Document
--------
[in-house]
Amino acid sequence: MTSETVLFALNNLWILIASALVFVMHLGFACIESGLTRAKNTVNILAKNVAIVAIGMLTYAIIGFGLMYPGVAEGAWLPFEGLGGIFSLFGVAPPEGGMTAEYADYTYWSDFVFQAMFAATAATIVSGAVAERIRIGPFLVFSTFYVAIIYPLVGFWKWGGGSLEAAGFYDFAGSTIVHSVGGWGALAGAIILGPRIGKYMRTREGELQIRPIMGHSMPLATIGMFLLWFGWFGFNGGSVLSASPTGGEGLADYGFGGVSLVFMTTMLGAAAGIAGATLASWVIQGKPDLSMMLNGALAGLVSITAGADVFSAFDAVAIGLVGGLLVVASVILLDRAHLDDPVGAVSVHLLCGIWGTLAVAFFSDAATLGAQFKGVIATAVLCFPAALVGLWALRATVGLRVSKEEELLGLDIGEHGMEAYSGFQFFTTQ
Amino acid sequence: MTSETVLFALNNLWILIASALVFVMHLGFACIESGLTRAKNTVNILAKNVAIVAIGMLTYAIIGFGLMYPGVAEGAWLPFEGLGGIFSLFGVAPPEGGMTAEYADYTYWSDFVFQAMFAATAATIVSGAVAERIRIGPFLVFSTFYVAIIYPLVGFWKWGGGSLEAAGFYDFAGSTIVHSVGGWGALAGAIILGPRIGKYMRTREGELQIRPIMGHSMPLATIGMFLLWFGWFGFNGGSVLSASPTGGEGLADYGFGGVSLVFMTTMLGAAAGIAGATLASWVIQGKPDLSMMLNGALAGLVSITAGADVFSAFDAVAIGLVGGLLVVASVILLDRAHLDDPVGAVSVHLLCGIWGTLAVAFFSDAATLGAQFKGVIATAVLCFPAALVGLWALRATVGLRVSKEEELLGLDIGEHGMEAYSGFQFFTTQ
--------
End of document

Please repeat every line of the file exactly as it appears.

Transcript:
[in-house]
Amino acid sequence: MTSETVLFALNNLWILIASALVFVMHLGFACIESGLTRAKNTVNILAKNVAIVAIGMLTYAIIGFGLMYPGVAEGAWLPFEGLGGIFSLFGVAPPEGGMTAEYADYTYWSDFVFQAMFAATAATIVSGAVAERIRIGPFLVFSTFYVAIIYPLVGFWKWGGGSLEAAGFYDFAGSTIVHSVGGWGALAGAIILGPRIGKYMRTREGELQIRPIMGHSMPLATIGMFLLWFGWFGFNGGSVLSASPTGGEGLADYGFGGVSLVFMTTMLGAAAGIAGATLASWVIQGKPDLSMMLNGALAGLVSITAGADVFSAFDAVAIGLVGGLLVVASVILLDRAHLDDPVGAVSVHLLCGIWGTLAVAFFSDAATLGAQFKGVIATAVLCFPAALVGLWALRATVGLRVSKEEELLGLDIGEHGMEAYSGFQFFTTQ
Amino acid sequence: MTSETVLFALNNLWILIASALVFVMHLGFACIESGLTRAKNTVNILAKNVAIVAIGMLTYAIIGFGLMYPGVAEGAWLPFEGLGGIFSLFGVAPPEGGMTAEYADYTYWSDFVFQAMFAATAATIVSGAVAERIRIGPFLVFSTFYVAIIYPLVGFWKWGGGSLEAAGFYDFAGSTIVHSVGGWGALAGAIILGPRIGKYMRTREGELQIRPIMGHSMPLATIGMFLLWFGWFGFNGGSVLSASPTGGEGLADYGFGGVSLVFMTTMLGAAAGIAGATLASWVIQGKPDLSMMLNGALAGLVSITAGADVFSAFDAVAIGLVGGLLVVASVILLDRAHLDDPVGAVSVHLLCGIWGTLAVAFFSDAATLGAQFKGVIATAVLCFPAALVGLWALRATVGLRVSKEEELLGLDIGEHGMEAYSGFQFFTTQ